This ship was sunk in AAA by the operating crew disconnecting the tunnel bearing cooling pipe. The fire brigade pumped it out and raised it. The fridge system was ammonia with a rotten condenser and the coolers in the holds leaked too, as they smelled strongly of ammonia. I was only on the ship for a fortnight and then left. Heard later it got as far as BBB, which surprised me. There were no tools of any kind on board. No testing gear for any of the injectors. No filters between the service tank and the engine. The two gas oil purifiers had shot bearings in them. The single Titan purifier was in bits as the owner couldn’t get the spares, or so he said. The change over lever on the exhaust boiler was jammed and most of the boiler tubes blocked. The valves on the generator were so worn they cut a bit out of the push rods so they’d fit. These engines had no spares whatsoever. The tunnel and tunnel bearings were full of water as the crew working on the generators flung everything down the tunnel. The classification society surveyors were ####. In my view the ship should never have left port. This ship spent three months in BBB doing repairs.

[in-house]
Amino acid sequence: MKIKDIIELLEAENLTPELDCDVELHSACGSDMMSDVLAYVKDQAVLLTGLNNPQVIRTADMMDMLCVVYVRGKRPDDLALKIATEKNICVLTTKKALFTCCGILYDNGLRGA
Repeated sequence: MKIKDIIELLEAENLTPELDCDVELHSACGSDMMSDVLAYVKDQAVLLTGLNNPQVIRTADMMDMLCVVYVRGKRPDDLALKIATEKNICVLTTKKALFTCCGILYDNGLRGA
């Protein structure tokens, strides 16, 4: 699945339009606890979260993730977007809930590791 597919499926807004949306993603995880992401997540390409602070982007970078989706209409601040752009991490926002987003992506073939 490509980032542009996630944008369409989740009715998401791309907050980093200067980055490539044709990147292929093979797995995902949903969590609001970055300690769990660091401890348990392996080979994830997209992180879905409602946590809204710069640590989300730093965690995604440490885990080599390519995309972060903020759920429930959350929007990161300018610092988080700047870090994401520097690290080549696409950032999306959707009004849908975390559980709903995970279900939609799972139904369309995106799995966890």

Has this type of incident happened to you?
CHIRP would be interested in hearing of similar recent experiences. Fortunately this report relates to an incident some years ago. However, the strength of the reporter’s views allowed him to recall the events in some detail and it was felt worth publishing to illustrate an issue that we all hope has gone away.
On the evidence of this report there may be occasions, when Class has let seafarers down. There may also be occasions when seafarers have let Class and themselves down by not assisting them fully in the performance of their duties. Deceit or “economy with the truth” in order to pass survey ultimately benefits no-one and puts lives at risk.